Publisher: Sierra Entertainment
Developer: Saber Interactive
N Amer - 10/30/2007
E3 2007 Preview
If you remember the demo that released about a year ago, than you probably remember TimeShift as being a fairly simplistic shooter with a couple interesting ideas, but a decidedly last-gen presentation. However, throw all of that away, because that what Sierra's Kyle Peschel did. The game has been shifted (no pun intended) from Atari to Sierra, who gave Peschel a year to take the title and whip it into shape. From the looks of it, he succeeded. The game looks eons better, featuring gorgeous effects and details, and the time-traveling gameplay and story have been built upon and greatly improved. The team behind the game have done wonders with the year they’ve been given, having gone back to the drawing board in order to recreate the game in the way that it should be played.
The initial story and B-movie premise have been thrown out in favor of a brand new concept and a deeper story. Aidan Krone is a scientist working with the government (an ambiguous one at that) to create a suit capable of sending people back in time, the idea being that prevention of wars through these means is the ultimate power that a government can wield.
However, once Krone becomes the first man to travel back in time, everything goes to hell in a handbasket, as Krone can’t be located and won’t return. It is discovered that he changed the past and asserted himself as supreme leader upon arrival. This creates a paradoxical universe that you then must travel back in time to stop, dealing with Krone in the manner you must. However, things get even more sticky once you go back, and your suit malfunctions and you get stuck in Krone’s alternate future. You must join forces with the rebellion that’s fighting Krone and find a way to deal with him and get back home.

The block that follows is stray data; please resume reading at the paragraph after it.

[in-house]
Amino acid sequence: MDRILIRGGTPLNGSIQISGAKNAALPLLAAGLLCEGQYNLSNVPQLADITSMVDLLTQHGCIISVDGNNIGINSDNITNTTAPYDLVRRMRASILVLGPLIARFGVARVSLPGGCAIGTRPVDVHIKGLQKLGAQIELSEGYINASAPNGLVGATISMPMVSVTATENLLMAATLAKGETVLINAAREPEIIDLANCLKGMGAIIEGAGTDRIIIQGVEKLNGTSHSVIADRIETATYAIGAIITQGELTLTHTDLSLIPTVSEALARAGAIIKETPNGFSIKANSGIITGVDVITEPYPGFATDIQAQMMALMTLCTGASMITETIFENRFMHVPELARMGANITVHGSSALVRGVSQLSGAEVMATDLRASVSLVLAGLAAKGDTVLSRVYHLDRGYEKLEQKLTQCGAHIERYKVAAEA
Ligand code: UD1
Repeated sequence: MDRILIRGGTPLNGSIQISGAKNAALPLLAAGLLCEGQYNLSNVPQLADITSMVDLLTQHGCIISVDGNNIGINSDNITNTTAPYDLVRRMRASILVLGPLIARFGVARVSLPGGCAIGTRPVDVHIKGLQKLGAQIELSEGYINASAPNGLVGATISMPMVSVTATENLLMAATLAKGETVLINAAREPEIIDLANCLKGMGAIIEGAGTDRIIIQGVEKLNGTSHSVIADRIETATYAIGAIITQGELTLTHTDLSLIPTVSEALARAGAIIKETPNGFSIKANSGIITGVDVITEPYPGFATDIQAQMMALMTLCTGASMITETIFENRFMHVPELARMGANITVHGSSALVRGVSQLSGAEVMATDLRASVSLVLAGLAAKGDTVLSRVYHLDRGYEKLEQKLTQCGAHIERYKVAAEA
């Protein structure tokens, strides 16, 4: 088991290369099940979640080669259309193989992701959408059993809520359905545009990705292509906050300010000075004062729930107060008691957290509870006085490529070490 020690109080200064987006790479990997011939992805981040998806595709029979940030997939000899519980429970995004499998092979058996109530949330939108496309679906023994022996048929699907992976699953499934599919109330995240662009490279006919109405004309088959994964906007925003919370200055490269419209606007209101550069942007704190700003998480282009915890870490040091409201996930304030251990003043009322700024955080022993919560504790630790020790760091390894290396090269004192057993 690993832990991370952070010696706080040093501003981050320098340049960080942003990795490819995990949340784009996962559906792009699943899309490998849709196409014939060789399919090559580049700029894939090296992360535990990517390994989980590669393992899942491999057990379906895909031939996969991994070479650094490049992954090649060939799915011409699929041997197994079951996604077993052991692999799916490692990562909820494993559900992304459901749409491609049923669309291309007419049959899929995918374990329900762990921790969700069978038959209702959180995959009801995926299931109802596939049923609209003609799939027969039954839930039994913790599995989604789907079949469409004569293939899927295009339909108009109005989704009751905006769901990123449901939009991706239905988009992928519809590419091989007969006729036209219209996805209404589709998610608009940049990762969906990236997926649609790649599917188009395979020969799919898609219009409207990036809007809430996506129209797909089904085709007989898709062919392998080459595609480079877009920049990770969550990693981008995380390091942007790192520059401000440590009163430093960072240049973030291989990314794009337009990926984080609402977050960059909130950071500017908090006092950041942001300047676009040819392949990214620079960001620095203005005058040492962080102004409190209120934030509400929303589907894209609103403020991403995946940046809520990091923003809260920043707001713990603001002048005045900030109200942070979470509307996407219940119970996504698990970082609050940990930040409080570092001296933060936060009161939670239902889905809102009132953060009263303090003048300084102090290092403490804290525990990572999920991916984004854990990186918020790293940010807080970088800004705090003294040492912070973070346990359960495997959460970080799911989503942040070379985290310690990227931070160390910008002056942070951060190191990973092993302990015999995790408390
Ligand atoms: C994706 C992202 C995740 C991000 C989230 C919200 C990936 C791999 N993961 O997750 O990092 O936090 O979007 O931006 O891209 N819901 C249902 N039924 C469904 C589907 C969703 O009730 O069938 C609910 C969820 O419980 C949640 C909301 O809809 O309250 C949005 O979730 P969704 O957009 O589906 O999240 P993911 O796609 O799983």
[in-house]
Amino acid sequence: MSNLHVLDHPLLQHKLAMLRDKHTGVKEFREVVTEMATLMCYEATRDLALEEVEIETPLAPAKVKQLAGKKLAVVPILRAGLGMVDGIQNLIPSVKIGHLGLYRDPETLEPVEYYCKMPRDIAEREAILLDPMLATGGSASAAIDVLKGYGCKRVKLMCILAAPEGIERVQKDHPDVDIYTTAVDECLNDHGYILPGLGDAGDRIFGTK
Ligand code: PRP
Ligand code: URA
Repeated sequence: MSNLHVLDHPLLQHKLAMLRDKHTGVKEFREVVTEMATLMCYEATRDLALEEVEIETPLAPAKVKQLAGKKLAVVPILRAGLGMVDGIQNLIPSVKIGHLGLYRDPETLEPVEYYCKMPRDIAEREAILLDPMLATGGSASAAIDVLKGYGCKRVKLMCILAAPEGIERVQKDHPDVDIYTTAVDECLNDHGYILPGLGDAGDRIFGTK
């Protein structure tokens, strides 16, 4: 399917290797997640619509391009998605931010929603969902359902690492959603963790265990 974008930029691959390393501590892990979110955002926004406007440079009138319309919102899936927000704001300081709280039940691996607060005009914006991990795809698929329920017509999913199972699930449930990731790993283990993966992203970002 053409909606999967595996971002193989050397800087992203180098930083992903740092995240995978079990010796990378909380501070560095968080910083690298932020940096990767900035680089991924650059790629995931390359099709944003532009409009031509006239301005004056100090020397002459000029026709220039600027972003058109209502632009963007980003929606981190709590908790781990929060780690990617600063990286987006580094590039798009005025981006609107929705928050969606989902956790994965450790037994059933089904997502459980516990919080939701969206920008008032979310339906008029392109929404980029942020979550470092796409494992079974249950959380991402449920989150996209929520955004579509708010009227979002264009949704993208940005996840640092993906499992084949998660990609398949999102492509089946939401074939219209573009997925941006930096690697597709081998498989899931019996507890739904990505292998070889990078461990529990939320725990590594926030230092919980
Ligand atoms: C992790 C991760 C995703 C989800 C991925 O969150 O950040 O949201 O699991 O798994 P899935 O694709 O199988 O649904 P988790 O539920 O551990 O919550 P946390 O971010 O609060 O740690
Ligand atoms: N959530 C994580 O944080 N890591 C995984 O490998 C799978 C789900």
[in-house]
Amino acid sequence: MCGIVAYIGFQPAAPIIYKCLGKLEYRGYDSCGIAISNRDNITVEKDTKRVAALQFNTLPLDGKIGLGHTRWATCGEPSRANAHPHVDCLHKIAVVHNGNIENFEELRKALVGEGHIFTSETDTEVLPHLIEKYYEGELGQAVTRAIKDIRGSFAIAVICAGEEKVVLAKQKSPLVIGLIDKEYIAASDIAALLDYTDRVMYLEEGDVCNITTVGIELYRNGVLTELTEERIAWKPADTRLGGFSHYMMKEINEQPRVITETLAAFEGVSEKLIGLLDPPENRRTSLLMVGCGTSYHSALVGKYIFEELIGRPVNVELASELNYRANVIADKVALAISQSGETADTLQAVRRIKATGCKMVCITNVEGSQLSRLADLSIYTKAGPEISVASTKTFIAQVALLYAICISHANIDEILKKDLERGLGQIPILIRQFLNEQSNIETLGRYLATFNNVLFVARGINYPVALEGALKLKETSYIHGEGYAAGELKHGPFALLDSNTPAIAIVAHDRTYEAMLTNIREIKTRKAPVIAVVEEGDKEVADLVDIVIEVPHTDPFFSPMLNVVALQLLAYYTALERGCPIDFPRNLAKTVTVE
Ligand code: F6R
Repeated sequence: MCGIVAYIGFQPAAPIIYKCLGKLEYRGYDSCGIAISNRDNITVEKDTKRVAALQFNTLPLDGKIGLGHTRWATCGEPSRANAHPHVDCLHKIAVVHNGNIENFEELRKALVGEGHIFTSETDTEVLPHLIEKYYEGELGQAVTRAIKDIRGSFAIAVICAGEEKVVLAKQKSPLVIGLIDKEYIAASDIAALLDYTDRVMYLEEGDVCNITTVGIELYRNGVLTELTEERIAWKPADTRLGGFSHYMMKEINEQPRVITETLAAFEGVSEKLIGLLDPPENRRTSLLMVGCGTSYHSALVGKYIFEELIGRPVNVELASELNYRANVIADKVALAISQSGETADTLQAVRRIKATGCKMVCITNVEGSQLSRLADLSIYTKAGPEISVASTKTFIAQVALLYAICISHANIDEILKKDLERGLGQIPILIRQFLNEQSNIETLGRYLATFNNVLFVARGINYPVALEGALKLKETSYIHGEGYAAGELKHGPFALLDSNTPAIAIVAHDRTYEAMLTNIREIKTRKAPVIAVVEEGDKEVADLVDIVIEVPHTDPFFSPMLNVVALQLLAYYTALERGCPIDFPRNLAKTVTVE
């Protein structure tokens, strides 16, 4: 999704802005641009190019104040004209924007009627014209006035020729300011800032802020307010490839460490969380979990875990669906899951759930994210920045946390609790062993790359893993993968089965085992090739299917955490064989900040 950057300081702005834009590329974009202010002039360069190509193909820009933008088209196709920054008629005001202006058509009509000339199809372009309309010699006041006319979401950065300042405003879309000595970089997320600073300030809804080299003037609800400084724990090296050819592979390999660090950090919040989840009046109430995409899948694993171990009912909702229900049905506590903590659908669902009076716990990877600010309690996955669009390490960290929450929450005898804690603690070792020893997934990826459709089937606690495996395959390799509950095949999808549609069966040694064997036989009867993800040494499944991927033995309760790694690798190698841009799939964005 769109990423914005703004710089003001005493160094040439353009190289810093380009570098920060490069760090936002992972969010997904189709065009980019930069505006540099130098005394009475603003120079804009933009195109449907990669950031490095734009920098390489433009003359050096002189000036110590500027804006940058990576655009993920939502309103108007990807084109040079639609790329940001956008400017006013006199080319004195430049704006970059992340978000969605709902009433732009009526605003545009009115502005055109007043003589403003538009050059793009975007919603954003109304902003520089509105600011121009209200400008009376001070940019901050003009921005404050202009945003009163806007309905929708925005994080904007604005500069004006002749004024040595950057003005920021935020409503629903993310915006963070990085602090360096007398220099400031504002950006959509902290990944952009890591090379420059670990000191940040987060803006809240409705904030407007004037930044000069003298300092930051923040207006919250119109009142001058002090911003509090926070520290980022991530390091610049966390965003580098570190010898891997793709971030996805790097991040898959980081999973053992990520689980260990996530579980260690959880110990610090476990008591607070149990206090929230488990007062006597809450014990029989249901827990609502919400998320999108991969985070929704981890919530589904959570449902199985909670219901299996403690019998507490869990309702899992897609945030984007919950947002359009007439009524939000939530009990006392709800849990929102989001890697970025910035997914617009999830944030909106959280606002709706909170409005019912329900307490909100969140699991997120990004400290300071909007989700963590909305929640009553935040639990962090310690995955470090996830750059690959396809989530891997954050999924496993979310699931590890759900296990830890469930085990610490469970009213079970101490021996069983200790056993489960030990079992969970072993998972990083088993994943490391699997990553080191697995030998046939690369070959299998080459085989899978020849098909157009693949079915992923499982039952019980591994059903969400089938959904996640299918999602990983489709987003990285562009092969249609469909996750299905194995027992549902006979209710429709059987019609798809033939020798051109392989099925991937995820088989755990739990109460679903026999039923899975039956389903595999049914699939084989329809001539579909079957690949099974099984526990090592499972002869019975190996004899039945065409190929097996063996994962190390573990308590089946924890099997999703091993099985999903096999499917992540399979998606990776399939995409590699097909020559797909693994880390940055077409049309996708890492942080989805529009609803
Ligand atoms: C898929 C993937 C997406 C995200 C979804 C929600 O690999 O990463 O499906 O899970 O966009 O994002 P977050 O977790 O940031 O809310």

While your broken suit doesn’t allow you to go back to the time you came from, it still lets you play around in the 4th dimension in some pretty key ways. You can stop time completely, allowing you to take down your foes or steal their weapons before they even know what hits them, you can activate slow-motion, which will even slow down droplets of rain in mid-air and allow you to see them clearly, or you can go into reverse.
However, unlike in other time-manipulation games like Prince of Persia, going in reverse isn’t simply a mulligan. You’ll be able to still move forward, only the events around you will transpire in reverse, allowing you to cross a previously exploding section as it, err, un-explodes.
Graphically, the game looks excellent, even though it’s running on Direct X 9. The team was able to pull off a lot of great looking features, with bullet holes and textures with actual depth to them, fully destructible environments, and vision distortion (apparent in the slow-motion rain section mentioned above). All in all, the game looks leaps and bounds better than it did only a year ago.
TimeShift could’ve been a squandered opportunity if it hadn’t been for the efforts of the design team and the people at Sierra. Look for it to release later this year.